Investing - In One Sentence And In Many: Asset Allocation Daily
By SA For FAs :
Aging Bull Market?
The market punditry is getting bored with the current story involving steady growth, improved earnings, and lack of oomph in stocks. But investors need to beware and critically assess journalists' unsupported assertions that have a plausible, even convincing ring to them. ( Jeff Miller )
Over the nearly quarter century dataset, small-cap stocks have outperformed [the S&P 500] by 157 bps per year, a nearly 47% cumulative outperformance over this time horizon... The S&P 600 has bested the S&P 500 by 674 bps over the first six months of the year. ( Ploutos )
Compelling short-dated yields, attractive value in emerging markets, and the first stirrings of volatility in Europe taken together are starting to create meaningful fixed-income opportunities for investors. ( Neuberger Berman )
"The emerging markets sell-off has continued in recent weeks, as the U.S. dollar remains strong amid domestic economic data that supports a case for higher U.S. interest rates. Many emerging markets local currencies have been severely impacted." ( VanEck )
"The Atlanta Fed revised down their second-quarter GDP forecast to 3.8% quarter over quarter from 4.8% a few weeks ago. The New York Fed GDP forecast is much lower at 2.8%. More downward revisions are likely due to overestimated consumption figures." ( Eric Basmajian )
Cost vs. Value
"If you want your clients to completely appreciate the value of the advice you provide, make sure the benefits of your advice are as clear to clients as the costs are." ( Vanguard )
"Think your Social Security is safe? Think again. Those benefits you're collecting may have been badly miscalculated by a government agency that can't shoot straight. And when it eventually discovers its mistake, you get to own it. Ask the system's latest victim - orphaned 6-year-old, Dylan Youngblood, who Social Security is suing to recover benefits it mistakenly paid Dylan when his mom was killed." ( Laurence Kotlikoff )
Medicare is not free; indeed, it is likely to cost more than your health insurance plan, especially for high-income earners. If you're getting close to retirement, it is worthwhile to know some of the "money traps" to avoid in selecting Medicare and Medigap plans. ( Tipswatch )
Keep It Simple
A recent profile of investing notable Cliff Asness includes a number of his quotes, including this one: "The rules are quite simple: Diversify. Rebalance. Keep costs low. There aren't many others. But no one writes that book because it's three pages." ( Roger Nusbaum )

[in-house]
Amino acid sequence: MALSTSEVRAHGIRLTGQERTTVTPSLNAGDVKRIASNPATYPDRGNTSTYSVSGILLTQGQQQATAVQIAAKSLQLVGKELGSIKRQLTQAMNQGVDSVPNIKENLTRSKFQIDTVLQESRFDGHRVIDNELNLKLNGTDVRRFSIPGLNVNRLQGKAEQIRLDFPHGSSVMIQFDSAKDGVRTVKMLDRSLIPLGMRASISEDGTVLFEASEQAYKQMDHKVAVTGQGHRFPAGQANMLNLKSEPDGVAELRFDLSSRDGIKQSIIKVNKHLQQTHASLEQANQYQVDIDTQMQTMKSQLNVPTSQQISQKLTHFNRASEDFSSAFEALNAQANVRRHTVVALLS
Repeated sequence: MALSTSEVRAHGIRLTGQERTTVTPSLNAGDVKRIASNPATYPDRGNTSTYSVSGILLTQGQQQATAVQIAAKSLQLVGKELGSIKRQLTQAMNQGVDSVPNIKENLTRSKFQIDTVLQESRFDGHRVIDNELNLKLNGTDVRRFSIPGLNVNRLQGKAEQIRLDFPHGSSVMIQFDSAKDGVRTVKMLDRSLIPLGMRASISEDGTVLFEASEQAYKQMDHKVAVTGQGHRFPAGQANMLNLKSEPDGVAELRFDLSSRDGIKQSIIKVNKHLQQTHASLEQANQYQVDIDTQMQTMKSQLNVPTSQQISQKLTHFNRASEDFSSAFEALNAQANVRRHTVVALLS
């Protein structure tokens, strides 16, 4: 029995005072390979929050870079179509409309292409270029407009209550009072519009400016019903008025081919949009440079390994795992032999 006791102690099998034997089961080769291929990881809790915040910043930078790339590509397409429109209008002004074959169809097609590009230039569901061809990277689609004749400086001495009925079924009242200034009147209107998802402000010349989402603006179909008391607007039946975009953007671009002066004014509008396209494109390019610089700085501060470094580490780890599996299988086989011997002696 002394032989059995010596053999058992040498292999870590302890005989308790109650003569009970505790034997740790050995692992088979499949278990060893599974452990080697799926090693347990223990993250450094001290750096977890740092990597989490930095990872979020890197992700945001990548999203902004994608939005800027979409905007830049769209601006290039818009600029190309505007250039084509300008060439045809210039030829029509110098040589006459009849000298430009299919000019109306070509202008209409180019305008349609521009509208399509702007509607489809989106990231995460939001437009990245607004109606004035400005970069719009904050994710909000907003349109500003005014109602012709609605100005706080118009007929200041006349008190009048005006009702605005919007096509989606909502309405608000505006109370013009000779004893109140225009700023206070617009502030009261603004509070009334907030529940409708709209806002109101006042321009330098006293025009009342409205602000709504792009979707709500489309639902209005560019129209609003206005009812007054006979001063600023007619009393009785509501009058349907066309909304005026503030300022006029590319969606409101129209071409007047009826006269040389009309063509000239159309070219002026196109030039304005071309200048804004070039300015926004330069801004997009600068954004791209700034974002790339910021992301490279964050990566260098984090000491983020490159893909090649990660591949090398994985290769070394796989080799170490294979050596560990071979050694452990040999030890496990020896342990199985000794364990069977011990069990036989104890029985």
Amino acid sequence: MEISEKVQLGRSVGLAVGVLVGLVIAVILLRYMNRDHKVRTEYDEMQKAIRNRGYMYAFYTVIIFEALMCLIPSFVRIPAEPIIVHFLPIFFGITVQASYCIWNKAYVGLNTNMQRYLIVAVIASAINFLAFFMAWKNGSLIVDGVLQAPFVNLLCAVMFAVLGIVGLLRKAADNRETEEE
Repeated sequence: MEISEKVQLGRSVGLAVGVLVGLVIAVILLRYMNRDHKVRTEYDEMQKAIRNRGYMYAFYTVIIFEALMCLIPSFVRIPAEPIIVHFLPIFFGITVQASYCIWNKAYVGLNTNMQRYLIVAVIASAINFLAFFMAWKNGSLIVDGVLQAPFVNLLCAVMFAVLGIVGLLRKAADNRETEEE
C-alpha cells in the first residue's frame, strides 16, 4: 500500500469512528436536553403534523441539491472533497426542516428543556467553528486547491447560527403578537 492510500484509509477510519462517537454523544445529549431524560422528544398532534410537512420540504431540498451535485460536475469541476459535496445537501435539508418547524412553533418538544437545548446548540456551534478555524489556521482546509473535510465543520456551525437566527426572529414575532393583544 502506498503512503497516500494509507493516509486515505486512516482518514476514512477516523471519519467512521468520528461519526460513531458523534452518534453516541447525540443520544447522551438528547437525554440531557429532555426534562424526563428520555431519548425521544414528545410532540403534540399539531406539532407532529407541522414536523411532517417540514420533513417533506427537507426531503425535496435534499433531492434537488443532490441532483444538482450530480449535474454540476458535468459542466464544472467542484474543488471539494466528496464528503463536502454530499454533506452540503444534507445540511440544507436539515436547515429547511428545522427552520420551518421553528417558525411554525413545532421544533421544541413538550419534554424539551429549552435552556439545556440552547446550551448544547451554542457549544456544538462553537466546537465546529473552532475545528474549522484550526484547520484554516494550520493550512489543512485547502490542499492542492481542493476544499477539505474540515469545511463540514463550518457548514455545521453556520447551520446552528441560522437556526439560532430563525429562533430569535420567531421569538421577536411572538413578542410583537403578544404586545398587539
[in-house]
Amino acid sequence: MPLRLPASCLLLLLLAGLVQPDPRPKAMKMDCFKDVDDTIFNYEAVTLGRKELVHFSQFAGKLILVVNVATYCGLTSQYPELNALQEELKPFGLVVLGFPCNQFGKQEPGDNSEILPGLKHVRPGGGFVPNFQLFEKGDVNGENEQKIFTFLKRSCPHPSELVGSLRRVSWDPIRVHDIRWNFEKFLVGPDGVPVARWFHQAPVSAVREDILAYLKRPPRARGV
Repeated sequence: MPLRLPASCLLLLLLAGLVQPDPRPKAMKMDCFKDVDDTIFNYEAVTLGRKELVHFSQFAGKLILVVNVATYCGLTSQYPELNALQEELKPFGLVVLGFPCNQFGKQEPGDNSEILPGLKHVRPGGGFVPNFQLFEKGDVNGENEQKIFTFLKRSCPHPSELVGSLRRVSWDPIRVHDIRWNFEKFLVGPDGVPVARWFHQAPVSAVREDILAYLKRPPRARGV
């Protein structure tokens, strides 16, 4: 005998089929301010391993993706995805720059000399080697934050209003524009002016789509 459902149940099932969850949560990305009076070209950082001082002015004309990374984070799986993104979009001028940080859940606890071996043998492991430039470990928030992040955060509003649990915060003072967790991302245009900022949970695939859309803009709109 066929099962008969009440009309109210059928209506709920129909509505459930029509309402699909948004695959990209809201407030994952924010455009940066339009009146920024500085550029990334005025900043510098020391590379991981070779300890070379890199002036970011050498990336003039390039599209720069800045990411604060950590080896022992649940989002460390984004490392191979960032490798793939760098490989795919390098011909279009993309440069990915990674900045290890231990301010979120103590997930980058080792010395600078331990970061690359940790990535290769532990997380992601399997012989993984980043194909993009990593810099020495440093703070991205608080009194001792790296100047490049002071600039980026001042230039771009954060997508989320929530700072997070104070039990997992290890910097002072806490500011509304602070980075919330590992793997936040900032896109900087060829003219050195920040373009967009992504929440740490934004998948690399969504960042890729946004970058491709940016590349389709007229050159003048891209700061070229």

Thought for the Day
The Roger Nusbaum article linked immediately above offers glimpses into the wisdom of the famous investor Cliff Asness, along with Roger's astute commentary. You will very likely gain something by reading the article and its commentary. I especially appreciate that first quote (see above) suggesting that the key principles of investing could be contained in a three-page book. I basically agree with that, though strictly speaking one doesn't need quite so many pages.
Five years ago, University of Chicago social scientist Howard Pollack famously mentioned that all you need to know about finance could be written on an index card . When challenged by a member of the audience, he grabbed a pen and an index card and wrote his key ideas in three minutes. But Asness was right in his quote above about the part that "no one writes that book because it's three pages." Pollack proved that when he eventually put his index card into book form and the result was a 256-page volume, which maintained the charming title " The Index Card: Why Personal Finance Doesn't Have to be Complicated ."
Having already well exceeded the limit of an index card myself, I must plead guilty to a habitual excess of verbiage. In truth, I believe an index card is far more space than you really need. In a single word, you could write "diversify." Or you could elaborate on investing by using eight words that might stick a little better, such as "Don't put all your eggs in one basket." But as everything comes down to implementation details, there remains some room for expansion. So, I usually express this idea via my recommendation that investors hold stocks, real estate, and cash in roughly equal measure.
So why do I and others go on ad nauseam ? The reasons differ. Some people want to attract business by keeping their names out there; some want to feel important by keeping their names out there; some (academics) are seeking tenure and others grants. Some just want to help others. For most, probably, it's a combination of some of these and other motivations.
In truth, there is a limitless amount of commentary possible on any subject. Speaking personally, I hope to be as helpful as I can in commenting on various issues, but I don't kid myself: The index-card version is the most important. Not everybody needs or wants to get into the weeds. So it behooves everybody, whatever your area of expertise, to have an index-card (or less) version of your profession's key insights. For a doctor that would probably be: "Don't overeat, and exercise." The rest is commentary. For a historian: "The issues we face never change; the circumstances always do." The rest is commentary. Similarly, in the financial realm: "Spend less than you earn, and put the difference in diversified investments." The rest is commentary.
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